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Re: CfC: Request transition of HTML Microdata to Candidate Recommendation

From: Charles McCathie Nevile <chaals@yandex-team.ru>
Date: Mon, 26 Nov 2012 00:03:34 +0400
To: Nathan <nathan@webr3.org>
Cc: "Manu Sporny" <msporny@digitalbazaar.com>, "Marcos Caceres" <w3c@marcosc.com>, "HTML WG" <public-html@w3.org>, "Sam Ruby" <rubys@intertwingly.net>
Message-ID: <op.wochz8bzy3oazb@chaals.local>
On Sun, 25 Nov 2012 23:25:38 +0400, Nathan <nathan@webr3.org> wrote:

> Charles McCathie Nevile wrote:
>> On Sun, 25 Nov 2012 22:15:26 +0400, Marcos Caceres <w3c@marcosc.com>  
>> wrote:
>>>> The fact that RDFa already does what Microdata does has
>>>> been elaborated upon before:
>>  Yes. For what it is worth, I personally think RDFa is generally a  
>> technically better solution. But as Marcos says, "so what"? Our job at  
>> W3C is to make standards for the technology the market decides to use.
>
> Standards, plural? not a standard way to do things, singular?

If the market wants more than one way, that's what we should be offering.  
I think we all agree that it is *better* to have an agreed single way. Of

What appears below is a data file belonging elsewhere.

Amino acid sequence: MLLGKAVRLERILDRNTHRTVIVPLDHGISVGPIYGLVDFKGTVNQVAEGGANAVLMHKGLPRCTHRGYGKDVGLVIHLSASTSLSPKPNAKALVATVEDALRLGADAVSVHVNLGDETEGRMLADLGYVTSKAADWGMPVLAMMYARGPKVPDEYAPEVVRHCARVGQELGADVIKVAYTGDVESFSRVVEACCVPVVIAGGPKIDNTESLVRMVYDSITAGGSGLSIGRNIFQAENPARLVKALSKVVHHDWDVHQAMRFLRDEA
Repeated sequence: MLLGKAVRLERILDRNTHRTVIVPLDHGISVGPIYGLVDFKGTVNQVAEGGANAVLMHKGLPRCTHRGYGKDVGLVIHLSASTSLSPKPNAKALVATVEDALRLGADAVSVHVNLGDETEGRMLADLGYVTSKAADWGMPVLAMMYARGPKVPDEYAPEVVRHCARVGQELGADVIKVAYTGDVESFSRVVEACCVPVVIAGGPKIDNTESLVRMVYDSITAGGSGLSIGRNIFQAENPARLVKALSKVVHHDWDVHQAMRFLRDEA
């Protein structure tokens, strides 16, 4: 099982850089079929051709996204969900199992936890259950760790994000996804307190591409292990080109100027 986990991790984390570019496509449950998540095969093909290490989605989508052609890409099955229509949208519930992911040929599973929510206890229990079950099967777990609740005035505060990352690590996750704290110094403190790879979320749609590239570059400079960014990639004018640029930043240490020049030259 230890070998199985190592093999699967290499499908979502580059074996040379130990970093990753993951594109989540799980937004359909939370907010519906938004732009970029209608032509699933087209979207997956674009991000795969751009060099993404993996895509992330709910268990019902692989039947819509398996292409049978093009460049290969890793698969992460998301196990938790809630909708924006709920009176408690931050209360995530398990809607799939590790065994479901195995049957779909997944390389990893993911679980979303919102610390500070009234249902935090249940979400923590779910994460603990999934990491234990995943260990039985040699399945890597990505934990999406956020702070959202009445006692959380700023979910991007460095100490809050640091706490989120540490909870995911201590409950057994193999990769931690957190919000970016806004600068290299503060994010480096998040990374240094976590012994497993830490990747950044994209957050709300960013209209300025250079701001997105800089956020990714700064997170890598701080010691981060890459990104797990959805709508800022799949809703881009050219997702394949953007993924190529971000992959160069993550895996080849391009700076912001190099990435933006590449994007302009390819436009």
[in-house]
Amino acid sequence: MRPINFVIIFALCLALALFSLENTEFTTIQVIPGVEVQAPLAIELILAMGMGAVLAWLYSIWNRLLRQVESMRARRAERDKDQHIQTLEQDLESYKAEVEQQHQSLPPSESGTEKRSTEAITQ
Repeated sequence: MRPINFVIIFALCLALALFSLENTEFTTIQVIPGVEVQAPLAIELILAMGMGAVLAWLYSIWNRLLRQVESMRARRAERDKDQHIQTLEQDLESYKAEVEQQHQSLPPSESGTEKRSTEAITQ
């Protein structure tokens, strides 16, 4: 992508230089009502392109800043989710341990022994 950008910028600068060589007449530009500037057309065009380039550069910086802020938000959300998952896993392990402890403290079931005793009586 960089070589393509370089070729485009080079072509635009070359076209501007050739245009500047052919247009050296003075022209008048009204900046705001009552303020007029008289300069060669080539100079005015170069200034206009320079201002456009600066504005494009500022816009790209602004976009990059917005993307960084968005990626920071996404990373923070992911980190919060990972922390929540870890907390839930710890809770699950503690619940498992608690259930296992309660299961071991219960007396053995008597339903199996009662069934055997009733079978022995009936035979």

*course* we all agree that it is better to have the technologically best  
specification as the standard.

But standards are a bit like toothbrushes. We generally agree they are a  
good idea, but we often prefer to use our own.

It sometimes takes several efforts and several years for the market to  
decide what it wants. Look at SVG as an example - there were a number of  
competing technologies developed *after* it - most particularly canvas,  
but also Silverlight, and to some extent certain capabilities of Flash.  
Only then did browsers decide to adopt it, and there turn out to be use  
cases for different technologies that do at least some of the same things.

I don't think it was better for the web when W3C was not the place that  
canvas was being standardised. I don't even think it was better for SVG,  
to be honest. It took some years to get constructive dialogue on why  
people want one, the other, or both, and how they best fit together in the  
world. The sort of constructive dialogue that is the special product of  
W3C, which I think is  unparalleled in its ability to provide this value  
to the Web.

(Warning, I think we are getting to the edge of  thetopic for the  
question, and that is already only incidental for the list at large...).

cheers

Chaals

-- 
Charles McCathie Nevile - Consultant (web standards) CTO Office, Yandex
       chaals@yandex-team.ru         Find more at http://yandex.com
Received on Sunday, 25 November 2012 20:04:06 UTC

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